The bullshit is from you I am afraid I said no such thing and it is clear you misunderstood my response.

    I believe the type of relationship between SF and the IRA in one movement/one leadership made the shifts in policy and tactics easier to deliver. There is no direct equivalent in Unionism so the delivery of the same end result is not as simple or straighforward. I made no value judgement.

    If they are such good friends, have such great working relationships, cross-over in membership, why do the paramilitary publications/leadership/”community” spokespersons give the Unionist parties dog’s abuse? How many times did An phoblacht describe GA and MM as useless? Read some of the pieces post the Springfield Road riots – there were few/no compliments flying in the direction of the politicians.

    “UVF supporters are well aware that the DUP are far cleverer politicians than Ervine is, and the fact that they would rather vote DUP than PUP tells us a hell of a lot about both parties. Don’t you think ?”

    Again it is not a simple as you present it. In my personal experience of paramilitary members/supporters a significant proportion if not a majority don’t vote (The turnouts in loyalist working class communities at election would offer some independent evidence for this)

    “why do unionists keep inviting them into little organizations here and there ? Why do unionists find it so difficult to condemn their activities or call for stiff action from the police to remove them ? Why on earth would unionists see a role in the community for people whom the community have spurned ?”

    It ultimately comes down to two things.
    Unionist attitudes to violence – There are three views towards violence explicit support, implicit support and rejection. Explicit support from the late 70’s to late 90’s didn’t do that well in Unionist community. Implicit support always did better ‘Yes but…”. A significant proportion and especially in the non-greater Belfast rejected it utterly.

    Loyalist paramilitaries have recruited young people and filled their heads full of crap about what great organisations they are how it was them that defended Ulster etc etc. A significant proportion of their new membership was also “press-ganged” – “You did this, take a beating or join us”. (Most of which they did during their ‘pro-agreement’ phase and when they were being given every encouragement by government.)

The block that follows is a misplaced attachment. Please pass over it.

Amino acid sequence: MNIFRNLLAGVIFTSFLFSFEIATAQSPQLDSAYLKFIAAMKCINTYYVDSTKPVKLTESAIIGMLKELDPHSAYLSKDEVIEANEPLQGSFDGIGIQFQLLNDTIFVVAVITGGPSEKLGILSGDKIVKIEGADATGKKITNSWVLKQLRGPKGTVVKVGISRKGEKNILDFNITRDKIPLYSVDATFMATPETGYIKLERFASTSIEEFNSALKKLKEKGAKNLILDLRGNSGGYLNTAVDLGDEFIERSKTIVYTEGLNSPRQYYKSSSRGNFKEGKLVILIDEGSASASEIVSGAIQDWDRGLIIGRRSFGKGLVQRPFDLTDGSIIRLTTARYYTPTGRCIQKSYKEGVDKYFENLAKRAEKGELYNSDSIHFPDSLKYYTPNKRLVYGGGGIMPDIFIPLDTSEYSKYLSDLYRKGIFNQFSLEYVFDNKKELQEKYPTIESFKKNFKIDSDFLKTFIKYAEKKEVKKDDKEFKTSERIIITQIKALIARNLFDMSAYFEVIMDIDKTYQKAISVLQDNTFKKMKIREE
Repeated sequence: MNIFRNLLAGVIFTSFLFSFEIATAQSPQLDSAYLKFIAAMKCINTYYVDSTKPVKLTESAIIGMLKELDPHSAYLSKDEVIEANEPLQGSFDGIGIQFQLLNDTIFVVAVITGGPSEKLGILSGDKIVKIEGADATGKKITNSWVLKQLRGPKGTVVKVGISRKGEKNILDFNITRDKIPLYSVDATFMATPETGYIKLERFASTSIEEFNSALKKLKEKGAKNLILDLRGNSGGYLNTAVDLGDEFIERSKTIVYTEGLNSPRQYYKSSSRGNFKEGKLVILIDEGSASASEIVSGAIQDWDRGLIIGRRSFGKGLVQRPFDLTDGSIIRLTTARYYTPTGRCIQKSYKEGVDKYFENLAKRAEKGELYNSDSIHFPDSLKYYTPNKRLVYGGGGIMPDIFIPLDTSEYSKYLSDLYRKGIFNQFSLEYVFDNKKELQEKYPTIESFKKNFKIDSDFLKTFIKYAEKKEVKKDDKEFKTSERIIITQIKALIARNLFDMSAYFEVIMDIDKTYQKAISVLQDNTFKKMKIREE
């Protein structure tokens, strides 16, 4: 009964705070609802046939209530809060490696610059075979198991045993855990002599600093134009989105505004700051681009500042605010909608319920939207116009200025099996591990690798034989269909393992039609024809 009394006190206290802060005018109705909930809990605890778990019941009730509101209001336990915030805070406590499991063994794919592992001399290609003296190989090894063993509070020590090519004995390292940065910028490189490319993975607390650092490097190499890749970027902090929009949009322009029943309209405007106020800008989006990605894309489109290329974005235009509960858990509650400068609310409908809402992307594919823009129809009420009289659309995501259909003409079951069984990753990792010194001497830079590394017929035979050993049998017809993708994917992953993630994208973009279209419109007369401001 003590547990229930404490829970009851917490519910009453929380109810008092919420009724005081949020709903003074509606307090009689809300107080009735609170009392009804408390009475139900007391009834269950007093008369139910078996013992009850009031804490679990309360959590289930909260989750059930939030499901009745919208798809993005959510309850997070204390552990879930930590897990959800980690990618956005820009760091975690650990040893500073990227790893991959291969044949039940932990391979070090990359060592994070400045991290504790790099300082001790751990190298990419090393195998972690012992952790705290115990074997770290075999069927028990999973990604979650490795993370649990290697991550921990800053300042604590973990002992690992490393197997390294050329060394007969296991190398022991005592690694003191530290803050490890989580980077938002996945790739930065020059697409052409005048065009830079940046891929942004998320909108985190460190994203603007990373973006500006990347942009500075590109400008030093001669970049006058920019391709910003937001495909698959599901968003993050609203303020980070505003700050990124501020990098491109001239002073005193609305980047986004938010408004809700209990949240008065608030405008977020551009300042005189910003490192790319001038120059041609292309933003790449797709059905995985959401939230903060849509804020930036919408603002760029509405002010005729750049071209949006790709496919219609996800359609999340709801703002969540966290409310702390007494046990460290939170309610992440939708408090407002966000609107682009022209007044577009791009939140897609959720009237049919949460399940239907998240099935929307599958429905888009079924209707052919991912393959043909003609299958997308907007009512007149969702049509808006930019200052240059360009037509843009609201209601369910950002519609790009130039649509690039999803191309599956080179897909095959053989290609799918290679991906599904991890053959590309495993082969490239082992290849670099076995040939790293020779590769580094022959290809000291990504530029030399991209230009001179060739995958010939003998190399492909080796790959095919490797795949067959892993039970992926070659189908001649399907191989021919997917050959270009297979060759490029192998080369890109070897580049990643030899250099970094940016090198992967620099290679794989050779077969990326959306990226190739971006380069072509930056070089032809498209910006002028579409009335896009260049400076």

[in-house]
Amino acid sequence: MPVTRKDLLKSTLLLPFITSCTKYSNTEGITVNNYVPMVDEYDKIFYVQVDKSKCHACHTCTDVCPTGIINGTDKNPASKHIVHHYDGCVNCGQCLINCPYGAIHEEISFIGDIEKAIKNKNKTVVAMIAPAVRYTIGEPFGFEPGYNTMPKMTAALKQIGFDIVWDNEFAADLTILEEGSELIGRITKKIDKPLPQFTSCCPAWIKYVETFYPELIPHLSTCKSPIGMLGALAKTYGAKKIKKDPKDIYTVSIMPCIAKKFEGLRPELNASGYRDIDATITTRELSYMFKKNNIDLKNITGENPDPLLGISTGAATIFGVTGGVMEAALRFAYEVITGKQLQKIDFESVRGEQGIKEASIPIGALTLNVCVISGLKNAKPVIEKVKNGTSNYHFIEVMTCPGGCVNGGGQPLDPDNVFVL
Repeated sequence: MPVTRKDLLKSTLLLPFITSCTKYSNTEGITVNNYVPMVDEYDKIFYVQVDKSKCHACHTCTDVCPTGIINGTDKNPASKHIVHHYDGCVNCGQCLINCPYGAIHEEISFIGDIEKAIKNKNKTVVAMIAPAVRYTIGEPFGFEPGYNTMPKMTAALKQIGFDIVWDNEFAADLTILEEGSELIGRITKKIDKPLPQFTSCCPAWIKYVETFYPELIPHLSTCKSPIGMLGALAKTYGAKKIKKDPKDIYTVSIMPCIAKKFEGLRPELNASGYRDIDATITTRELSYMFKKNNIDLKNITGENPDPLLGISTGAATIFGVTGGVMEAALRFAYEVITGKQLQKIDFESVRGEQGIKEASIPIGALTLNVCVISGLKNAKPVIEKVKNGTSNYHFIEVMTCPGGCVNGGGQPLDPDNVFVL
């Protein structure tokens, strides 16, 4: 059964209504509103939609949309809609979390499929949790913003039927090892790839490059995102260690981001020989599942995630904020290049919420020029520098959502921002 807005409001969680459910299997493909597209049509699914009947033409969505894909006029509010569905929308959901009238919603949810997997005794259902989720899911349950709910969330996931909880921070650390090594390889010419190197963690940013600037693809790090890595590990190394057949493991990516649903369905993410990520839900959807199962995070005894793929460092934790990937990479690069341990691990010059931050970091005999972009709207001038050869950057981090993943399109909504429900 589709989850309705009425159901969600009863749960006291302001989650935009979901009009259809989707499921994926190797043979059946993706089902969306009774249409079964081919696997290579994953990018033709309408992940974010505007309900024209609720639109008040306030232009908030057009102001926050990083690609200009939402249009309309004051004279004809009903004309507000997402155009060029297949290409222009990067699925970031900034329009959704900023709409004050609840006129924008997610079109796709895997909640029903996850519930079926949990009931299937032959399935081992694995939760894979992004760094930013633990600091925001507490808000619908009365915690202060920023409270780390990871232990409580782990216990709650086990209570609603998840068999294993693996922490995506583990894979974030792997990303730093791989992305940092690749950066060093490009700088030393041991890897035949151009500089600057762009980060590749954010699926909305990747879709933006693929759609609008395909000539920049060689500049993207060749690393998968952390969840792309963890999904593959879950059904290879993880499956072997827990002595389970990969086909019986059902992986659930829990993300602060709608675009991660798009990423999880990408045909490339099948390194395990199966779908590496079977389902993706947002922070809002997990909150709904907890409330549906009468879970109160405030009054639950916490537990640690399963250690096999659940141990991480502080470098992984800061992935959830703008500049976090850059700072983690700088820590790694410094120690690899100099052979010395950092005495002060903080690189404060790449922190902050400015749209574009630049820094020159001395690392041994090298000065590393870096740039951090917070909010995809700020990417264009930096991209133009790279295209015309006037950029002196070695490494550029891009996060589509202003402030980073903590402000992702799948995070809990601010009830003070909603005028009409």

Loyalist paramilitaries have also played successfully on the fears of the implicit supporters of violence. “You might not like us but if them’uns come up that road you need us to protect you. The police and army won’t do it” Interface violence helped this flourish. Plus disaffection with the value of the political process has lead to a perception/belief violence/threats of violence gets dividends. Implicit supporters won’t vote for them but they turn blind-eyes and a blind eye is enough to allow them to stay.

    A lack of electoral support does not mean you do not have power and the loyalist paramilitaries have substantial negative power in communities. This is why the government and Irish government keep talking to them.

    Their actions were condemned.

    “They had 23 years after 1972 to do it without Sinn Fein.”

    It was the moderate nationalists which boycotted the Prior assembly not unionists.
    When Paisley and Fitt were discussing power-sharing in the Atkins talks Hume began to make his move to get Fitt out.
    Power-sharing needs two and on at least two occassions it was the nationalists who didn’t turn up.

  • fair_deal

    Correction

    late 70’s to late 80’s (not 90’s)

  • frank

    fd

    Are the orange order setting a good example to young people by glorifying a uvf murderer at parades.?

  • Brian Boru

    It is not for Unionists to choose who represents Nationalists.

  • Comrade Stalin

    If they are such good friends, have such great working relationships, cross-over in membership, why do the paramilitary publications/leadership/”community” spokespersons give the Unionist parties dog’s abuse?

    Why do paramilitary supporters criticize people and then go and vote for them ? I know for a fact that the UVF supported UUP candidates in a certain point of Belfast, to the point of hanging election posters. Why ? Why do unionist politicians keep electing the people that they condemn, and who actively murder their constituents, into cushy jobs ? I don’t know – but they quite clearly do. The way to deal with this argument is to find a theory that fits the facts, not try to bend the facts to fit the theory. The facts are that paramilitaries in loyalist areas tend to do quite well, and they don’t take any particular heat from unionism.

    How many times did An phoblacht describe GA and MM as useless?